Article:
So many fun ideas here, Silence, thanks. Getting a new addition to a display each visit appeals to the collector in me a great deal. And I also love the unique, and have also had a special place for the round white pumpkins since my youngest, Brokenbeat brought home a seedling in a milk carton of one when we lived in CA. The fruits were ripe way before Halloween, but kept well on a cool closet shelf until carving time. And I agree with MMD, the seeds are without equal when freshly roasted. One Too Many will be googled by me also. ;->

Frances, I hope you too can find a ‘One Too Many’ for your collection! Ben and I are planning a visit to Nashville over Thanksgiving, and will keep an eye peeled to see if we see them down there as well. Here’s hoping!

7. fairegarden - September 29, 2008

Coming to Nashville? You are welcome to stop by here on your way. We are forty five minutes from the I 40-I 75 split outside of Knoxville.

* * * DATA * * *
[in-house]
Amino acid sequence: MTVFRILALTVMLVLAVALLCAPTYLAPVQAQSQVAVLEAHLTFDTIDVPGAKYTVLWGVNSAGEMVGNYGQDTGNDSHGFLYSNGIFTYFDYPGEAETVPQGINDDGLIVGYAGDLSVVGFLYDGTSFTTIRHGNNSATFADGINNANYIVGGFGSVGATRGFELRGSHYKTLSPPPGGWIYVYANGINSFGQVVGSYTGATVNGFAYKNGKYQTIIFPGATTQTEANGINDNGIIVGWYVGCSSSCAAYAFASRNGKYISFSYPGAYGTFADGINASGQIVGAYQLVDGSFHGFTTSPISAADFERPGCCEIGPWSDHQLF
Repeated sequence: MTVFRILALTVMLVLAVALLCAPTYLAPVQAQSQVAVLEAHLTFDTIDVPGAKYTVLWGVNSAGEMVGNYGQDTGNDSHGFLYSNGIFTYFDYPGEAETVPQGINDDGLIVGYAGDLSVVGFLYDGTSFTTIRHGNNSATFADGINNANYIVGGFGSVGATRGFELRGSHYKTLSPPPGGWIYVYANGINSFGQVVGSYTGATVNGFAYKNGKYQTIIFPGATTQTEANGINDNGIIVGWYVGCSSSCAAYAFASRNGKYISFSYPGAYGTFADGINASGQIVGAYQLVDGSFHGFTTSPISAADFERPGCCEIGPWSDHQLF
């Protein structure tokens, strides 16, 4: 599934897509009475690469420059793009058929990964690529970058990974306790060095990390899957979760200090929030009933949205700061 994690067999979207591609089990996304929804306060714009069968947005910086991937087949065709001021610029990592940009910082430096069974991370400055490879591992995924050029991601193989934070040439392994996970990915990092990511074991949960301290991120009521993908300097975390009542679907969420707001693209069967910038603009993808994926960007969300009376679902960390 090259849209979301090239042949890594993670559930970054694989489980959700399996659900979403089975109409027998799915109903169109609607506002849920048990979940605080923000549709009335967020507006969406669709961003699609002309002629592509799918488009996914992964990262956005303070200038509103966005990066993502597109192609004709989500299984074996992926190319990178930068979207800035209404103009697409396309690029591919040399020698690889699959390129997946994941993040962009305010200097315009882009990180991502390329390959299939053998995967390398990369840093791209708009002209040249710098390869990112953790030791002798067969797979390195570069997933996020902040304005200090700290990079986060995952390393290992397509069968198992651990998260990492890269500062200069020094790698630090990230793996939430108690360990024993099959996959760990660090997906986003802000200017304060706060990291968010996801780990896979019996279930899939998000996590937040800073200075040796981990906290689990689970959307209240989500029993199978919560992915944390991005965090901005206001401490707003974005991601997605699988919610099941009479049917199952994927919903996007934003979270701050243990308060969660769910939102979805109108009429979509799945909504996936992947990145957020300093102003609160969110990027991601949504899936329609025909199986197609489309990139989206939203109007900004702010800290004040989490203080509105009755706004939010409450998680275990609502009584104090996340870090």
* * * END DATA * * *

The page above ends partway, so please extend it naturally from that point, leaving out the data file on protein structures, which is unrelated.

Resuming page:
Frances, how kind of you! But I can’t bear the thought of inflicting us on you at Thanksgiving, and due to OFB’s commitments, I suspect the actual vacation will be so brief that our relatives will all be in an uproar. But oh, God, we’d love to see you and Faire Garden! So if you can bear the suspense, I’ll get back to you when I have somewhat more of a clue. And thank you and bless your hospitable spirit! If we can figure out how to swing it without deranging you and infuriating our own folks, we’d love to stop by and say hi!

8. deb - September 30, 2008

Sounds like a cool pumpkin. It is time for me to change Mr. Carver’s costume. You won’t believe what’s next. BTW, I have a situation over at my blog you might want to check on.

Can’t wait to see Mr. Carver’s latest fashion statement, Deb! And oh lord, a “situation”!!! I’ll be right over!

9. Sarah - September 30, 2008

As the lucky recipient of the ‘One Too Many’ I am crushed and outraged by its apparent cultivar name. I can’t imagine having too many of this divine pumpkin that now sits in the thyme patch in our front bed. Many thanks, Silence, for our first pumpkin of the season and reminder of good friendship.

My pleasure, Sarah! The thyme patch sounds like a perfect spot for it. I have to wonder what the wretched breeder must have been thinking to give it such an inappropriate name! ‘Nonpareil’ would have been more like it!